Straight Bonds: Definition and How It Work

A Straight bond is the most basic form of bond. It comes with the most basic features associated with a bond. All other types of bonds are variants of the straight bond. It comes with no special features or variations attached to it.

Bonds are debt instruments used by Governments, Municipal Corporations, Large corporate entities, and businesses. Bonds can be issued by any company; it largely depends on the creditworthiness of the issuer. Investors look for a stable income with bonds through coupon payments.

Deeper Definition

A straight bond or a plain bond is the most basic type of bond. It pays consistent coupon payments and repays the principal amount at maturity.

Bonds can take several variants by embedding different features and covenants. A bond without coupon payments is called a zero-coupon bond. Similarly, a redeemable bond is termed a callable or redeemable bond. All of these bonds are variants of the plain/straight bond. In that sense, any type of bond with special features is this bond plus the special feature/covenant attached to it.

How Does a Straight Bond Work?

Corporations and large companies raise capital through bonds. Bonds are debt instruments that lower the total cost of capital for the borrowers. They can take advantage of lower interest rates offered on bonds as compared to bank loans. A straight bond is the basic form of these debt instruments that are issued with basic features.

It offers coupon payments and a promised repayment of the principal amount at maturity. It does not include any special features of covenants such as the call feature to redeem the bond before maturity. The simplistic framework makes it easier for investors and borrowers to commit their positions.

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Bonds are debt instruments that are considered beneficial for investors and borrowers alike. Borrowers can reduce their cost of capital through cheap financing with bonds. Investors look for consistent and regular income through coupon payments from bonds. It offers that flexibility to investors and borrowers in the simplest terms.

Special Considerations with a Straight Bond

Straight bonds offer regular income features to investors. The prime features of this bond are its interest rate, coupon payment interval, and repayment at maturity. There are no special features or covenants with this bond.

Since they do not embed any special features, they often lack the flexibility investors look for. For compensation, borrowers often place the straight bonds at below par face value in the market. It attracts investors to buy these bonds at below par value and sell at higher prices in the market. Some investors hold these bonds to maturity to redeem them at face value at maturity. Their prime objective is to earn consistent coupon payments from a straight bond.

Investors make money on straight bonds through coupon payments at repayment of the principal amount. Once the interest rate and payment intervals are decided, the income portion of this bond is fixed. Investors can make money by selling the bond at a premium to the original price or holding it to maturity. However, this depends on the buying price of the bond. If the investors buy the bond at above face value, they’ll redeem it at a loss at maturity. If they buy the bond at below par value, they’ll redeem at a profit at maturity.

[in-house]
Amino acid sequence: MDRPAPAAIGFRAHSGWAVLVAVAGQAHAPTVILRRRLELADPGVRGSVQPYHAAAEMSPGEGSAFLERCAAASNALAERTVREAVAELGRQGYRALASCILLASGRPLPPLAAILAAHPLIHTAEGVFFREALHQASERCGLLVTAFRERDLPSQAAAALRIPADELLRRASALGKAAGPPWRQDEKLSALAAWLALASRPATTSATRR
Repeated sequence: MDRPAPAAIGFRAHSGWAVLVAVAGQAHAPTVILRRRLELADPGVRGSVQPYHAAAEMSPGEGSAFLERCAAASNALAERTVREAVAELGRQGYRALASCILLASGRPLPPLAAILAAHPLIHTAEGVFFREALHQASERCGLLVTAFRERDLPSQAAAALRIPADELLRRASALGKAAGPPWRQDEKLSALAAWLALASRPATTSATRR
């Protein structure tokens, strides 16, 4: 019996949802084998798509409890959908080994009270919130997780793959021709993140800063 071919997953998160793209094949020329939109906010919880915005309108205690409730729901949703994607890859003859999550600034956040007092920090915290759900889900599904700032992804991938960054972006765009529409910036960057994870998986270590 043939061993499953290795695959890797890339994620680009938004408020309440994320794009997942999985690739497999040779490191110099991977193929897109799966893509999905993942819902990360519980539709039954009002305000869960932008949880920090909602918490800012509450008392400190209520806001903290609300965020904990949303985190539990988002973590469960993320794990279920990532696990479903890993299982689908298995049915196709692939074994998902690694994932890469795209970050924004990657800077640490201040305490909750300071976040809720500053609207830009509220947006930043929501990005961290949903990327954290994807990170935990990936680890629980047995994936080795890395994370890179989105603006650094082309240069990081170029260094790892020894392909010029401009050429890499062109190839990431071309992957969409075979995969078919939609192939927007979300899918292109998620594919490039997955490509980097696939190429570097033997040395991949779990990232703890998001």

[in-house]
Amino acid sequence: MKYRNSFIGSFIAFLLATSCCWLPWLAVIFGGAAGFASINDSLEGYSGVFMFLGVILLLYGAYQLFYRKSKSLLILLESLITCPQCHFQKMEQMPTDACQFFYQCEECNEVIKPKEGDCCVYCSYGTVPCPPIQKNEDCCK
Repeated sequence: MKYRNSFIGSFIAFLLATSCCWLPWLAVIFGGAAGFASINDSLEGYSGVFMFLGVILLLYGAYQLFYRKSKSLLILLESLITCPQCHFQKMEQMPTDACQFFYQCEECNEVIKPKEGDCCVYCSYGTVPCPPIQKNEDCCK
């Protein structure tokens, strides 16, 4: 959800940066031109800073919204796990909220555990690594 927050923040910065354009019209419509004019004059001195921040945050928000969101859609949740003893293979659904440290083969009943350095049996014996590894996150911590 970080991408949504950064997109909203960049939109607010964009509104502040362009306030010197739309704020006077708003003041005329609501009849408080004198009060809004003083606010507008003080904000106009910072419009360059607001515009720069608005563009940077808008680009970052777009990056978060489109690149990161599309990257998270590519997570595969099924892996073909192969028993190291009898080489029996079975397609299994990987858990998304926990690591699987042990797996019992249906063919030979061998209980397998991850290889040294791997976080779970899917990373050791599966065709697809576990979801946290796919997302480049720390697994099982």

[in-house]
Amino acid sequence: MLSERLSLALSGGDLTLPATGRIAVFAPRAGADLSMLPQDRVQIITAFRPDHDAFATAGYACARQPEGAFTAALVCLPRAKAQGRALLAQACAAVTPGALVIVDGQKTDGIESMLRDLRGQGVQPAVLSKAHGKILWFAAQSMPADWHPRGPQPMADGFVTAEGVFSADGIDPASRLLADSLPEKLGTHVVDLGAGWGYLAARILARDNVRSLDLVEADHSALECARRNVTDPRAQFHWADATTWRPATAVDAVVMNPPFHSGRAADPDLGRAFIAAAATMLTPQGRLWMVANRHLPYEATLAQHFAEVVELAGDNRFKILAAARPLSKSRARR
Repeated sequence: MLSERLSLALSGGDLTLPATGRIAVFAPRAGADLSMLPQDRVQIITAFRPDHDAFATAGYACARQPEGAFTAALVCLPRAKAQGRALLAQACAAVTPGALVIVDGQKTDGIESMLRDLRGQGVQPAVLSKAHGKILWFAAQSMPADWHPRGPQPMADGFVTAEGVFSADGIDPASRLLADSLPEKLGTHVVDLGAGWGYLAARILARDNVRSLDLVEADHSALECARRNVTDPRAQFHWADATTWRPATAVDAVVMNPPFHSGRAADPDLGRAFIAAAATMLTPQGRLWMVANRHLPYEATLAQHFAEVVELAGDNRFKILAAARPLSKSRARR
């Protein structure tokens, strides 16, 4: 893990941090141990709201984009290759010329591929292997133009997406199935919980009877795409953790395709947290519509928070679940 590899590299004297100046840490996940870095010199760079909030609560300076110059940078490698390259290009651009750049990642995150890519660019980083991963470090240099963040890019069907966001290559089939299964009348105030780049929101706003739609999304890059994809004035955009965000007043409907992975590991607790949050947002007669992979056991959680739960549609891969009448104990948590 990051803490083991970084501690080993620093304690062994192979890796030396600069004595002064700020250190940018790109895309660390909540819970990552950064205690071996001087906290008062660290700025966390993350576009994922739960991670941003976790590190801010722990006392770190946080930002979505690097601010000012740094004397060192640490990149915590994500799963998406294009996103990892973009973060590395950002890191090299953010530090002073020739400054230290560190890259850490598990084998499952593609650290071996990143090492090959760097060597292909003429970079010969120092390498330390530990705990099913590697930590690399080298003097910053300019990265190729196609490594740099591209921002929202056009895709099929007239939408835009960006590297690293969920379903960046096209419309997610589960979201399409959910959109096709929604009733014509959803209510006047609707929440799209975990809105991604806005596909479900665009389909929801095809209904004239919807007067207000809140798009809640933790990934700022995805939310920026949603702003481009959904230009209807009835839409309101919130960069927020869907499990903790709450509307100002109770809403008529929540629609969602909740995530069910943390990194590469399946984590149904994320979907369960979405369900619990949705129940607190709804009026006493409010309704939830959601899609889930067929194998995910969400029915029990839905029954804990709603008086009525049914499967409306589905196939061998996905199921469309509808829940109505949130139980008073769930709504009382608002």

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Example

Suppose a company issues a bond at a face value of $ 1,000 with a 3% interest rate and a maturity of 10 years. The bond will make a $30 coupon payment yearly for 10 years. If the bond is offered are $950 (at discount), the investor can redeem the bond at maturity for $1,000 at face value after 10 years. Often, investors trade bonds at a premium, say in this case, for $970 to make quick gains.

Advantages of a Straight Bond

Although straight bonds are the simplest form of debt instruments, they come with several advantages.

  • Investors can make consistent income with a straight bond through regular coupon payments.
  • Borrowers can lower the total cost of capital through low-cost straight bonds.
  • These bonds are easier to evaluate.
  • These bonds are highly liquid that makes them good marketable securities.
  • Investors can lower their portfolio investment risk with these bonds.

Disadvantages of a Straight Bond

Straight bonds can offer some limitations as well.

  • Straight bonds come with interest rate and default risk as is the case with any type of bond.
  • These bonds also carry volatility risk.
  • These bonds do not embed any special features to attract investors.
  • Interest rate risk also affects the pricing of these bonds in the secondary market.

Conclusion

A straight bond comes with the basic feature of a debt instrument. It pays regular coupon payments and principal repayment to the investors. Straight bond does not embed any special feature or covenants. It comes with interest rate and default risk as in the case of any type of bond.

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